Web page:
Seeking to align Egypt with the West, Dwight Eisenhower enacted disastrous foreign policy.
A senior fellow at the Hudson Institute and formerly a senior director of the National Security Council under George W. Bush, Doran (Pan-Arabism before Nasser: Egyptian Power Politics and the Palestine Question, 1999, etc.) offers a detailed analysis of the context for the Suez Crisis of 1956, which pitted Egyptian President Gamal Abdel Nasser against Britain, France, and Israel and nearly led to war. Drawing on British and American memoirs, correspondence, and government documents, the author argues persuasively that until 1958, Eisenhower deeply misjudged Nasser, convinced that he would help the U.S. by unifying Arabs against the Soviets in the Cold War. Even before Nasser moved to take control of the Suez Canal—through which two-thirds of European oil flowed—Eisenhower had pressed Britain to withdraw from Egypt, convinced that “the yoke of colonialism” undermined Western efforts to support Egyptian nationalism. But Nasser, Doran vociferously maintains, was never interested in alliance with the West; the young leader had one self-serving goal in mind: to dominate the Arab world. The author characterizes Nasser as devious, power hungry, “an inveterate blackmailer,” and “a born manipulator, a man who was never forthright with anyone—including the Americans.” Doran focuses closely on Eisenhower’s Secretary of State John Foster Dulles and emissary Kermit Roosevelt, who refused to recognize “the disturbing scope” of Nasser’s ambitions. Both were anti-imperialists and anti-Zionists; Doran stops short of branding them anti-Semites. They abetted Eisenhower’s policy of placating Nasser, even when it became obvious that he was negotiating with the Soviets, allowing them to make “deep inroads into the Arab world.” In 1958, Eisenhower finally realized that Nasser was a threat to Western interests; that the U.S. needed to pay attention to inter-Arab struggles, not only the Arab-Israeli conflict; and that “the solution to every problem will inevitably generate new problems.”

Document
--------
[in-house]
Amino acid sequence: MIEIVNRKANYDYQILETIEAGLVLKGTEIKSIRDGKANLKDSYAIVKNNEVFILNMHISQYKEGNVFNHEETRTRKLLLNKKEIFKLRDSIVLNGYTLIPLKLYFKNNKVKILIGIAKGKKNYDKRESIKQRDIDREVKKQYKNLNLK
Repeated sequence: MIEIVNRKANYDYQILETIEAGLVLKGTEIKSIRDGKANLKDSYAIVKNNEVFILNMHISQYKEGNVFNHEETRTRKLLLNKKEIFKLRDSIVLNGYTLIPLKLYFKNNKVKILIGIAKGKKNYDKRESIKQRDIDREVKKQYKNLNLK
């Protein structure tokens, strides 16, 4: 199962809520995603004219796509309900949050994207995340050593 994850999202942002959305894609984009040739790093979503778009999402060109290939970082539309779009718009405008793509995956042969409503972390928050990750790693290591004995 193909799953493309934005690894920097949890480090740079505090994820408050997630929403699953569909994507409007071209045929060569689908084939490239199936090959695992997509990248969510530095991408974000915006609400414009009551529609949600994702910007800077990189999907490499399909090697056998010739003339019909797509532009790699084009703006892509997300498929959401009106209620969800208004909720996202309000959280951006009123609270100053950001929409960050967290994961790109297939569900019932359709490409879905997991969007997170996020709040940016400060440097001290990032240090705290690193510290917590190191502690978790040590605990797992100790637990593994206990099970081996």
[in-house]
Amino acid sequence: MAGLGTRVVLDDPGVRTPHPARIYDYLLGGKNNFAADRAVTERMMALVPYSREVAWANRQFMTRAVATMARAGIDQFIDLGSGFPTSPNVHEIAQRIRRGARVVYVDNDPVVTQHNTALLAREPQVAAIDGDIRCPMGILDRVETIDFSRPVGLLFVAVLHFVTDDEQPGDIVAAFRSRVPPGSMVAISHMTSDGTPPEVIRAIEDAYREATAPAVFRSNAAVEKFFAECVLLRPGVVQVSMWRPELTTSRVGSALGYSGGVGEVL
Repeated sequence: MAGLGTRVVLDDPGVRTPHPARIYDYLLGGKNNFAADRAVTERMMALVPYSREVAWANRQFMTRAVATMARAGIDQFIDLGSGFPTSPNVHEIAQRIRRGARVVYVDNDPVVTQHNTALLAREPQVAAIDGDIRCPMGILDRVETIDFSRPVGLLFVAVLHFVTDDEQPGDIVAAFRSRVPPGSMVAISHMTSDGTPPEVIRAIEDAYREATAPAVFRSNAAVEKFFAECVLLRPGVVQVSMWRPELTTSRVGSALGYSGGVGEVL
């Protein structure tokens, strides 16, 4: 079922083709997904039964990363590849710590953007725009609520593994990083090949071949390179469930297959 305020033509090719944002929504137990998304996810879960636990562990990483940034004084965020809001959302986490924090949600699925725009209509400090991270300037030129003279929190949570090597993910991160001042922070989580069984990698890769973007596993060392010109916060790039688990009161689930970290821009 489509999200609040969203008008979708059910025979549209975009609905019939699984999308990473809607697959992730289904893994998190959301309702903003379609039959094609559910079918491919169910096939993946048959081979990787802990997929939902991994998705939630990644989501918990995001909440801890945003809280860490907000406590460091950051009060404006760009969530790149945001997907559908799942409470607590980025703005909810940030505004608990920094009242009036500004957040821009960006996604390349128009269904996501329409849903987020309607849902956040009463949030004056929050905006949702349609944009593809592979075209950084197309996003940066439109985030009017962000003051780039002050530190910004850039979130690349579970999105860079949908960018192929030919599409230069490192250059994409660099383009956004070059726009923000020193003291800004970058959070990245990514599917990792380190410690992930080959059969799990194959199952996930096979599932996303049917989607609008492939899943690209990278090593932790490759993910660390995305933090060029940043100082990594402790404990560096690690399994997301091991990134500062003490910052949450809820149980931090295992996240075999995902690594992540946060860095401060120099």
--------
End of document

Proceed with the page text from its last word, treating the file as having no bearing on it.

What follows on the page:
A disturbing history that clearly reveals the dangerous “collective American delusion” about the Middle East, which the author believes still persists today.